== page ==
Saying that any match has to constrict itself to some narrow-minded view of a completely worked stipulation because that's how you would like the stipulation to be worked is totally ignoring the characters and context. That's just not how wrestling should be viewed because it's not how it is created or presented, especially in America but it is certainly like this in Japan as well. All those AJPW classics would be almost inconsequential if they weren't part of a larger story.
You're doing this all wrong, especially when it comes to a master like Bret Hart, whose entire career was to build nuance on top of his previous masterpiece. The submission stipulation here is so much more important than any mat work could ever be. Bret beat Austin by pinfall by countering Austin's submission finisher and Hart himself was known for the sharpshooter. Austin antagonized Hart for months and the two had a heated feud. They had no interest in seeing who the better mat wrestler was, that time had passed. The submission stip allowed for a situation where there were no disqualifications with a special referee a legit submission specialist. Austin couldn't lose by pinfall this time and there would be no excuses in Hart's mind and Shamrock wouldn't stop it until there was a winner. Austin, totally in character, didn't care and just wanted to beat Hart into submission. They had a helluva fight, which is exactly what needed to happen, and go home with the greatest finish in the history of the business.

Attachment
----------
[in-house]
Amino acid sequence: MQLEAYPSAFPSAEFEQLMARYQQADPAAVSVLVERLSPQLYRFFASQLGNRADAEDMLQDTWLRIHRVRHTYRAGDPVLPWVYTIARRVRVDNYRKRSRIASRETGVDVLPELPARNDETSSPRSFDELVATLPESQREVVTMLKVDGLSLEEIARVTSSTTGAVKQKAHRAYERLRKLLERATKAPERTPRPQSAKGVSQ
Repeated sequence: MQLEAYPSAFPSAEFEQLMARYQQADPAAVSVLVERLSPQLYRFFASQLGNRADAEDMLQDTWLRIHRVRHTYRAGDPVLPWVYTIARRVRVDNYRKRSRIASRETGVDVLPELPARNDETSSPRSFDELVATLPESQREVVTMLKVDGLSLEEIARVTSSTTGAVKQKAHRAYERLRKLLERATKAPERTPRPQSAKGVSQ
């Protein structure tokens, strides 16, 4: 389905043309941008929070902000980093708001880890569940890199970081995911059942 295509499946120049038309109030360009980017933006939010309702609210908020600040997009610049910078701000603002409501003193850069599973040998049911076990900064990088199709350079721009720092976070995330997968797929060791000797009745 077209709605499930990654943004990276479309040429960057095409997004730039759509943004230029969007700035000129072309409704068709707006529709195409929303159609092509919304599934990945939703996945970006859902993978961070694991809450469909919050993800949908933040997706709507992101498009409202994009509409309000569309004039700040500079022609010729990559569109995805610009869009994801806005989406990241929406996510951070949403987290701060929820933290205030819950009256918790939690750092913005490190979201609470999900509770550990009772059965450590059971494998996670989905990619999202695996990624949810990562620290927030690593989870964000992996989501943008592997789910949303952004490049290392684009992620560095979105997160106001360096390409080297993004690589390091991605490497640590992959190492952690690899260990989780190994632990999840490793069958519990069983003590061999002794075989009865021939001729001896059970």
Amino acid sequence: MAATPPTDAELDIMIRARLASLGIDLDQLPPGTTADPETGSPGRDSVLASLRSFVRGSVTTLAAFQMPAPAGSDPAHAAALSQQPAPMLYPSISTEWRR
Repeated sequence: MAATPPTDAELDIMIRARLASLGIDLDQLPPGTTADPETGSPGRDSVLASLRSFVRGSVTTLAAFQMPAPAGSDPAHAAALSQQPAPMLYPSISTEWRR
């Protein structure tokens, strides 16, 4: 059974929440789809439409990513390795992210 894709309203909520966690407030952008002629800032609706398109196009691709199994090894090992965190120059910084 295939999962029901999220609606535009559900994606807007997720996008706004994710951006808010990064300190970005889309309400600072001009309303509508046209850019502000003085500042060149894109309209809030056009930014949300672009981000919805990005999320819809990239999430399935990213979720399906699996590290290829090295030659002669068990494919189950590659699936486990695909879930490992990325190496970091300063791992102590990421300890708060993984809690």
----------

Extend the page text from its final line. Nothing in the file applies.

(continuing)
WWE presents itself as a weekly episodic TV series and viewing it in any other context is just completely irrelevant. You're missing out. You're cherry-picking episodes of prestige TV when you should be binging the entire season.
There are a million Volk Han matches I love that almost no one will ever care about because there is nothing there beyond the work. And they're all amazing in the way a lot of world art house cinema is in terms of technique and delivery. But Austin-Hart is Pulp Fiction and it absolutely changed the game on every level. It's like calling Pulp Fiction a bad movie since it's not really a noir crime drama as much as it is a dark comedy. Who cares?